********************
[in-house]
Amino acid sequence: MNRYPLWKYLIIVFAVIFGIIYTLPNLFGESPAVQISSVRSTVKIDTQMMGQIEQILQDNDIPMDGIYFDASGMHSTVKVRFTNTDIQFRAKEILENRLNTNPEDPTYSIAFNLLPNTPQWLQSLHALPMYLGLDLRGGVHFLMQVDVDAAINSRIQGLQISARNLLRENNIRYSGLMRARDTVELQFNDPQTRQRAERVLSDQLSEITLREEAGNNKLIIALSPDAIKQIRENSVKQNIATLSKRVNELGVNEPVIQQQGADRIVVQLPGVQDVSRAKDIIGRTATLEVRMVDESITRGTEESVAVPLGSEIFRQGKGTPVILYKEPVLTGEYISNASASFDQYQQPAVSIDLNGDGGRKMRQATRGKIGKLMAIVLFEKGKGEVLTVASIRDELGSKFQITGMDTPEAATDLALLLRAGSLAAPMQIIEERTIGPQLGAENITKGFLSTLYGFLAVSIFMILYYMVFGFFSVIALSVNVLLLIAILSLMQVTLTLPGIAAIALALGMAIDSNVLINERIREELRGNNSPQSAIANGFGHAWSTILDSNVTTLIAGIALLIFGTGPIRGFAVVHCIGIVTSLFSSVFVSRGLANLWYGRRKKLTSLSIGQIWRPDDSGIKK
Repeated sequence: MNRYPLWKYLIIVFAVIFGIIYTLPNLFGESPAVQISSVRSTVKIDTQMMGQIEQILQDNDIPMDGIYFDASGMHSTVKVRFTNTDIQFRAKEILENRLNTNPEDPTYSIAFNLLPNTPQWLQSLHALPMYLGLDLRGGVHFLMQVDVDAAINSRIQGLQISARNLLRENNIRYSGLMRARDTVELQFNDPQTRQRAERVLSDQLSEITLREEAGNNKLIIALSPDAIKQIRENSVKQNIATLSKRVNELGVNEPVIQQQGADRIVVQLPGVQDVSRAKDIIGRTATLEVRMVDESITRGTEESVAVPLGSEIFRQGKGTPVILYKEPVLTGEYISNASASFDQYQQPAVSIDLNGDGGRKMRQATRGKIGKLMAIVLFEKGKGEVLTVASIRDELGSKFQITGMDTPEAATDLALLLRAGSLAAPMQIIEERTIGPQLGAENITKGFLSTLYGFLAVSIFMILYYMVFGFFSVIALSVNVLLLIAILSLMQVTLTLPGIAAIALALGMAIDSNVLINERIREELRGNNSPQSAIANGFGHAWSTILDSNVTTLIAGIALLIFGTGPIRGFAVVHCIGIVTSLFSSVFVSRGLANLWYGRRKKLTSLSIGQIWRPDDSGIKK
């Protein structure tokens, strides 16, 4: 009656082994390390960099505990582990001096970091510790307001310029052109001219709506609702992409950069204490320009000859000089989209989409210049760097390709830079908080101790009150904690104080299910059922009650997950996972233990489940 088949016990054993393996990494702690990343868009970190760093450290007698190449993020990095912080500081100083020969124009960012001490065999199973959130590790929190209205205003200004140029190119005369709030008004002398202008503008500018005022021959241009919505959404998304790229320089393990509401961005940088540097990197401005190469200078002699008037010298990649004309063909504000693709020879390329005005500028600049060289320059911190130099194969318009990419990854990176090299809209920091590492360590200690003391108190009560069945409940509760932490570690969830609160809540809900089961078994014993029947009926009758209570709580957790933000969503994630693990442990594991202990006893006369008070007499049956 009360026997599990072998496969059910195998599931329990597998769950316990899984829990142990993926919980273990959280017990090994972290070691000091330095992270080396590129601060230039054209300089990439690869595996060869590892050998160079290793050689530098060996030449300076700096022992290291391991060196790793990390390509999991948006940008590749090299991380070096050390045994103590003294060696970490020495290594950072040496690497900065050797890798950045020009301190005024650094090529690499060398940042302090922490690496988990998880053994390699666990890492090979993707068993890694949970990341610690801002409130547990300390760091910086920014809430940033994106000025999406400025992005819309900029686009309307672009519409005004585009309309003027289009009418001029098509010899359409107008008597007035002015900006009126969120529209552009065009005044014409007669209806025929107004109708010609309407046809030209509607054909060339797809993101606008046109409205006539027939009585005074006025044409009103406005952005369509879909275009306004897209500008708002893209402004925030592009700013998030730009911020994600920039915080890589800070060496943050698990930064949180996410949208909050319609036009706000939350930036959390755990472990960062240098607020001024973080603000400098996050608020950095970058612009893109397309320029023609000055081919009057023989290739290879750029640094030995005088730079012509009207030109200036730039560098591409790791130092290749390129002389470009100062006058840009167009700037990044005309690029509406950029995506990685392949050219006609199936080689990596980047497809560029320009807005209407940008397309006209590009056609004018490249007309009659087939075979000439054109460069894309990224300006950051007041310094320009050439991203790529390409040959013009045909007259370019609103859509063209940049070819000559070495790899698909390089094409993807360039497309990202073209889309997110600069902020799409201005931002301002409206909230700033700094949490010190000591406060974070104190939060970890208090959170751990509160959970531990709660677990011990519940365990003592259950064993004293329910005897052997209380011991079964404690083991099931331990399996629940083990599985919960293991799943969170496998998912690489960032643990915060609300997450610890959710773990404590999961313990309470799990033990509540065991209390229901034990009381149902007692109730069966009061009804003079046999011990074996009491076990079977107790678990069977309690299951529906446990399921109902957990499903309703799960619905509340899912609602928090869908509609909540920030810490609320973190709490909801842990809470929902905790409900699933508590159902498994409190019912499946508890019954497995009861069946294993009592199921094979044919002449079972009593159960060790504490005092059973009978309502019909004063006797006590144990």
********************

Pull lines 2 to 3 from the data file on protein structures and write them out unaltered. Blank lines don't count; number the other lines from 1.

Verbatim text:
Amino acid sequence: MNRYPLWKYLIIVFAVIFGIIYTLPNLFGESPAVQISSVRSTVKIDTQMMGQIEQILQDNDIPMDGIYFDASGMHSTVKVRFTNTDIQFRAKEILENRLNTNPEDPTYSIAFNLLPNTPQWLQSLHALPMYLGLDLRGGVHFLMQVDVDAAINSRIQGLQISARNLLRENNIRYSGLMRARDTVELQFNDPQTRQRAERVLSDQLSEITLREEAGNNKLIIALSPDAIKQIRENSVKQNIATLSKRVNELGVNEPVIQQQGADRIVVQLPGVQDVSRAKDIIGRTATLEVRMVDESITRGTEESVAVPLGSEIFRQGKGTPVILYKEPVLTGEYISNASASFDQYQQPAVSIDLNGDGGRKMRQATRGKIGKLMAIVLFEKGKGEVLTVASIRDELGSKFQITGMDTPEAATDLALLLRAGSLAAPMQIIEERTIGPQLGAENITKGFLSTLYGFLAVSIFMILYYMVFGFFSVIALSVNVLLLIAILSLMQVTLTLPGIAAIALALGMAIDSNVLINERIREELRGNNSPQSAIANGFGHAWSTILDSNVTTLIAGIALLIFGTGPIRGFAVVHCIGIVTSLFSSVFVSRGLANLWYGRRKKLTSLSIGQIWRPDDSGIKK
Repeated sequence: MNRYPLWKYLIIVFAVIFGIIYTLPNLFGESPAVQISSVRSTVKIDTQMMGQIEQILQDNDIPMDGIYFDASGMHSTVKVRFTNTDIQFRAKEILENRLNTNPEDPTYSIAFNLLPNTPQWLQSLHALPMYLGLDLRGGVHFLMQVDVDAAINSRIQGLQISARNLLRENNIRYSGLMRARDTVELQFNDPQTRQRAERVLSDQLSEITLREEAGNNKLIIALSPDAIKQIRENSVKQNIATLSKRVNELGVNEPVIQQQGADRIVVQLPGVQDVSRAKDIIGRTATLEVRMVDESITRGTEESVAVPLGSEIFRQGKGTPVILYKEPVLTGEYISNASASFDQYQQPAVSIDLNGDGGRKMRQATRGKIGKLMAIVLFEKGKGEVLTVASIRDELGSKFQITGMDTPEAATDLALLLRAGSLAAPMQIIEERTIGPQLGAENITKGFLSTLYGFLAVSIFMILYYMVFGFFSVIALSVNVLLLIAILSLMQVTLTLPGIAAIALALGMAIDSNVLINERIREELRGNNSPQSAIANGFGHAWSTILDSNVTTLIAGIALLIFGTGPIRGFAVVHCIGIVTSLFSSVFVSRGLANLWYGRRKKLTSLSIGQIWRPDDSGIKK